The policy process and urban road pricing : an incremental approach to decision-making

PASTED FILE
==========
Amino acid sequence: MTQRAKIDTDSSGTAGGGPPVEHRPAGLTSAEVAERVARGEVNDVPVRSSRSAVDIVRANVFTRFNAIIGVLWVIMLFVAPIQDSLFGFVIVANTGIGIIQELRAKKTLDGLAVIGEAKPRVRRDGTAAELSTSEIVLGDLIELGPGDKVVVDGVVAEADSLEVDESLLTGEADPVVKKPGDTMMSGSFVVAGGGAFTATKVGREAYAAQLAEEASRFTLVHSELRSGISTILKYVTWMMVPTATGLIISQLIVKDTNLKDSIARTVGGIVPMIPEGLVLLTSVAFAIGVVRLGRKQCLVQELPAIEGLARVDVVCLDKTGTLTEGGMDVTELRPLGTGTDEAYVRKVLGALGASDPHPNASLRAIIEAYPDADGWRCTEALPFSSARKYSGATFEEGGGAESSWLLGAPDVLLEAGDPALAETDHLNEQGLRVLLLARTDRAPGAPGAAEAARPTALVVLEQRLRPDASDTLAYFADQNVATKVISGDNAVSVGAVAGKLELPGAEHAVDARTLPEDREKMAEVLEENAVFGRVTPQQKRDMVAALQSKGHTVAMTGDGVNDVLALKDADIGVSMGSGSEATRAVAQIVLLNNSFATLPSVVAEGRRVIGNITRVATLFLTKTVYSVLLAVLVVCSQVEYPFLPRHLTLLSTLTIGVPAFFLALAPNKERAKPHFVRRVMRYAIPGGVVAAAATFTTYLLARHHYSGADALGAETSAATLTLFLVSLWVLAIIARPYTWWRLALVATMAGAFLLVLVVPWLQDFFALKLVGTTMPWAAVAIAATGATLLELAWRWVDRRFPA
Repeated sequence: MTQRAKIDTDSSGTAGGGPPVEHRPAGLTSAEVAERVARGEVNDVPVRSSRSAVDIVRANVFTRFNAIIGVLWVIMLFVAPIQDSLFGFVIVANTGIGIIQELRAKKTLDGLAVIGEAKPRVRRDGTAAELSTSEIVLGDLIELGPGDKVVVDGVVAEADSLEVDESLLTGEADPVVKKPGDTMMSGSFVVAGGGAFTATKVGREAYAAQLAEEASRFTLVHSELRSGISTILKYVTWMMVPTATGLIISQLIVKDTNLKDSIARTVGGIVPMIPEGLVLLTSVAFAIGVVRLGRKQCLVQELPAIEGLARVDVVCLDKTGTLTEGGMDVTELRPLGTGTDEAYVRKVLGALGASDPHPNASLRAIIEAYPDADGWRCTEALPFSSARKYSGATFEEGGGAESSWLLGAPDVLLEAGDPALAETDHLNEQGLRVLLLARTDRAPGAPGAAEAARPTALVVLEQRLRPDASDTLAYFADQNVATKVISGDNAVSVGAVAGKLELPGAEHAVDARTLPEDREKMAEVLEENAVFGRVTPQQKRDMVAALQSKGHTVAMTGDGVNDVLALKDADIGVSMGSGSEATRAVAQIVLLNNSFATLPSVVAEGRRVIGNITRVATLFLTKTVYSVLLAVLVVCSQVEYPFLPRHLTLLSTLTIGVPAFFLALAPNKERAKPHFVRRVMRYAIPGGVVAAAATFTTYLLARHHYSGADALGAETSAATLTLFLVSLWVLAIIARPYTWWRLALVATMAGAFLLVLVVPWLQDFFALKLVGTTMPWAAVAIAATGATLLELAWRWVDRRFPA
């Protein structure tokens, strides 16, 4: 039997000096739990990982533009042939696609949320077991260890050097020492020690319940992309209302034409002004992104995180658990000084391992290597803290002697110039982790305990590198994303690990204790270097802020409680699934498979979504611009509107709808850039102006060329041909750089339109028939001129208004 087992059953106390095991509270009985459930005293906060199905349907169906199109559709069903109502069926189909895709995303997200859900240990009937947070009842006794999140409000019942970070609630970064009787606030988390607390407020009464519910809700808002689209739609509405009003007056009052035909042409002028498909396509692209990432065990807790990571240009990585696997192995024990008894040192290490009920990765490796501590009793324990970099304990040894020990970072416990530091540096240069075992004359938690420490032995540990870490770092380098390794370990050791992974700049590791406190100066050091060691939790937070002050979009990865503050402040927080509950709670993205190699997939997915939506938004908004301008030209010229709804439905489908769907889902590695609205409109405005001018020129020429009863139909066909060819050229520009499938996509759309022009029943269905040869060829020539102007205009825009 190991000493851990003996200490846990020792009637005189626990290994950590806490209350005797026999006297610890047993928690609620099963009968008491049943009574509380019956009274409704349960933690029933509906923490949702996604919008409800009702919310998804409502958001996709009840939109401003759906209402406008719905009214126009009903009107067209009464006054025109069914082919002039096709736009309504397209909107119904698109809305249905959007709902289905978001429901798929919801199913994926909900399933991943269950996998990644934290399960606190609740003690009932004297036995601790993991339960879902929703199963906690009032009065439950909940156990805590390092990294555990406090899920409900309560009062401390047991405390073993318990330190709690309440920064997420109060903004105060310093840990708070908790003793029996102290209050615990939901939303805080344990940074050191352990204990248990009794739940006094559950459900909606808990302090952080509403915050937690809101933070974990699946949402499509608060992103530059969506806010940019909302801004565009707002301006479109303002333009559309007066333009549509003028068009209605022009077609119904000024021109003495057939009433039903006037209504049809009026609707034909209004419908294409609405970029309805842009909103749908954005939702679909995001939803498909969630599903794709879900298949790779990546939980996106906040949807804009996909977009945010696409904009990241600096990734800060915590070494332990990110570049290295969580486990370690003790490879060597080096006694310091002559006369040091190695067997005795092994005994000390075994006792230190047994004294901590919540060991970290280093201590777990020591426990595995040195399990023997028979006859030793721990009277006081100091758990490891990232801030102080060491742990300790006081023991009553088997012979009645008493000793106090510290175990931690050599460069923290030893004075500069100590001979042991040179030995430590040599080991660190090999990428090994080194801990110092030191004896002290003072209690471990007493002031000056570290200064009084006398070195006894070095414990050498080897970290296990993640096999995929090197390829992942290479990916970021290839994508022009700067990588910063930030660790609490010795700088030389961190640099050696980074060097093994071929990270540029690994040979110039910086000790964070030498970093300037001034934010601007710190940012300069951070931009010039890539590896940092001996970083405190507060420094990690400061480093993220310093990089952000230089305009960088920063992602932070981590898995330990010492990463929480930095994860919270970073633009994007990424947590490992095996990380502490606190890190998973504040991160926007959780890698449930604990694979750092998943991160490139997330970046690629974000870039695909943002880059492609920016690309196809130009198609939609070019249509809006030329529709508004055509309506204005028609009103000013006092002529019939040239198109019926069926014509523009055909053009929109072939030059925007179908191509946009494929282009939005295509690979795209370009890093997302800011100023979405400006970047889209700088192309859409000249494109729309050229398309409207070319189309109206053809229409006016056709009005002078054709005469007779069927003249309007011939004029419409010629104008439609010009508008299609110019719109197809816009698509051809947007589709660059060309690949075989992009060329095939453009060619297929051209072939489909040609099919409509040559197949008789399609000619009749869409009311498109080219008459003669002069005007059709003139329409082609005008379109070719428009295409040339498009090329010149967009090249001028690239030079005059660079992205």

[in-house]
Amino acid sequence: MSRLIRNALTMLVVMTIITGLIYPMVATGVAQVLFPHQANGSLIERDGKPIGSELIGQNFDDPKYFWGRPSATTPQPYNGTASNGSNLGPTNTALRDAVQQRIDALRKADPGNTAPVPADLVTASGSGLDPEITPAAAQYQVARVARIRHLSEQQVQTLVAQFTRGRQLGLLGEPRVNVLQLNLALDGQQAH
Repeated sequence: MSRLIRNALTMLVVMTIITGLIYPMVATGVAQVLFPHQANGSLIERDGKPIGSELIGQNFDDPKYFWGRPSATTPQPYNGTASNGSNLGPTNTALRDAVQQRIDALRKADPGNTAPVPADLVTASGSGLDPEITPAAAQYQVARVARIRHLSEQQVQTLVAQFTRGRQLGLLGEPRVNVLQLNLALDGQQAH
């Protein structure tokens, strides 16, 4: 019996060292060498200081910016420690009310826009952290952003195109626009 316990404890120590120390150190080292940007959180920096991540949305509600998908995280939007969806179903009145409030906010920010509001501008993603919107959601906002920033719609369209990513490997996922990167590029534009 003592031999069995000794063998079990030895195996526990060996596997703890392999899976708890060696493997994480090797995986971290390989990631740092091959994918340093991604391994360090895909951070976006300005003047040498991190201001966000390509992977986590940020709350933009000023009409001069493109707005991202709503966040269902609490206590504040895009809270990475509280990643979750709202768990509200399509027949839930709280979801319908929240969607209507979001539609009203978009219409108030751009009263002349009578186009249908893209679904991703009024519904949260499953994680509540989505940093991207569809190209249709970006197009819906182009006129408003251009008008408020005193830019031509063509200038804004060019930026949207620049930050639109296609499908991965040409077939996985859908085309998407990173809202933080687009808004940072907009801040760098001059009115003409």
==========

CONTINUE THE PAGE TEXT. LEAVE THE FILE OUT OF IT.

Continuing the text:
The issue of urban road pricing is currently receiving a great deal of attention. The subject matter has a long history, stretching back to the economic literature of the mid-19th century with a significant renewal of academic interest during the 1960's. Whilst the theoretical basis for urban road pricing has been cogently put forward, an apparent sound economic rationale does not, of itself, ensure political and public acceptanceH. ow then should decision-makingp roceed if the aim is ultimately one of implementing an urban road pricing scheme in the UK? As such, the aim of this thesis is to analyse the process of decision-making with respect to urban road pricing, to develop a theoretical framework for the subsequent empirical research undertaken on road pricing, and to suggest policy options, thus informing the development of policy and furthering the debate among policy-makers. In effect, an incremental approach to urban road pricing decision-making is proposed, which stresses that decisions are generally taken in small adjustments from the existing state of affairs and invariably necessitatet he attainment of agreementb etweent he various stakeholders. Two empirical methods are used in order to analyse this framework. First, a national survey of key stakeholder groups (most notably decision-makers), who have an interest in urban road pricing; and, second, a local case study based on face-to-face interviews with decision-makers who had first-hand experience of the first ever trial of an urban road pricing scheme in the UK - namely congestion metering in the city of Cambridge. This research finds that an incremental approach to urban road pricing decisionmaking is the most appropriate. In order to increase the acceptance of urban road pricing, schemes should be designed so that the various interest groups can gradually adjust to the changes in an incremental way by starting with policies that are currently in force and then considering only step-by-step change. It is still possible however, for change to take place beyond that envisaged by the incremental approach. For this to occur, it would require factors such as the existence of a policy entrepreneur, in situ, who is able to drive the process forward.